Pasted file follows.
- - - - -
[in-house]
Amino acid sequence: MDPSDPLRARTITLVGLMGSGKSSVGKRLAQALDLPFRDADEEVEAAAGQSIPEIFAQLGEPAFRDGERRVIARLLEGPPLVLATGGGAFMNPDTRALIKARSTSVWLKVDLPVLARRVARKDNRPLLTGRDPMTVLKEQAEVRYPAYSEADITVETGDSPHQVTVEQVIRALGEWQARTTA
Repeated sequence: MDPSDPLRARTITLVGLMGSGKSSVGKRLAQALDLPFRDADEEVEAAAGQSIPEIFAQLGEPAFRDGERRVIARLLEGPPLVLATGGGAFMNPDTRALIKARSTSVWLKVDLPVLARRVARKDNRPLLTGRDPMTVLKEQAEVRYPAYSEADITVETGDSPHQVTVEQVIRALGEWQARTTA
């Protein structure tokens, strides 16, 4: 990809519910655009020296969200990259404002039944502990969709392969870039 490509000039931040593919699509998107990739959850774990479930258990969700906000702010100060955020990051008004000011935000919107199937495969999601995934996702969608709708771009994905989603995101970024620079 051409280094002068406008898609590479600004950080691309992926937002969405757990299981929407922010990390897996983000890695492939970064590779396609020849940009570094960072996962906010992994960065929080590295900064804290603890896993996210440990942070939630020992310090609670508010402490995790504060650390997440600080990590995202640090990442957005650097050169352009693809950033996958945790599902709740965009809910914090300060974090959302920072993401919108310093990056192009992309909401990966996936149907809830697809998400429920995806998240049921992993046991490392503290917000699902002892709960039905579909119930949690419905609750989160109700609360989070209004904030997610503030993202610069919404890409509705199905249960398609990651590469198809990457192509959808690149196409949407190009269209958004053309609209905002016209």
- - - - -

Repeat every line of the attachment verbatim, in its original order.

[in-house]
Amino acid sequence: MDPSDPLRARTITLVGLMGSGKSSVGKRLAQALDLPFRDADEEVEAAAGQSIPEIFAQLGEPAFRDGERRVIARLLEGPPLVLATGGGAFMNPDTRALIKARSTSVWLKVDLPVLARRVARKDNRPLLTGRDPMTVLKEQAEVRYPAYSEADITVETGDSPHQVTVEQVIRALGEWQARTTA
Repeated sequence: MDPSDPLRARTITLVGLMGSGKSSVGKRLAQALDLPFRDADEEVEAAAGQSIPEIFAQLGEPAFRDGERRVIARLLEGPPLVLATGGGAFMNPDTRALIKARSTSVWLKVDLPVLARRVARKDNRPLLTGRDPMTVLKEQAEVRYPAYSEADITVETGDSPHQVTVEQVIRALGEWQARTTA
């Protein structure tokens, strides 16, 4: 990809519910655009020296969200990259404002039944502990969709392969870039 490509000039931040593919699509998107990739959850774990479930258990969700906000702010100060955020990051008004000011935000919107199937495969999601995934996702969608709708771009994905989603995101970024620079 051409280094002068406008898609590479600004950080691309992926937002969405757990299981929407922010990390897996983000890695492939970064590779396609020849940009570094960072996962906010992994960065929080590295900064804290603890896993996210440990942070939630020992310090609670508010402490995790504060650390997440600080990590995202640090990442957005650097050169352009693809950033996958945790599902709740965009809910914090300060974090959302920072993401919108310093990056192009992309909401990966996936149907809830697809998400429920995806998240049921992993046991490392503290917000699902002892709960039905579909119930949690419905609750989160109700609360989070209004904030997610503030993202610069919404890409509705199905249960398609990651590469198809990457192509959808690149196409949407190009269209958004053309609209905002016209």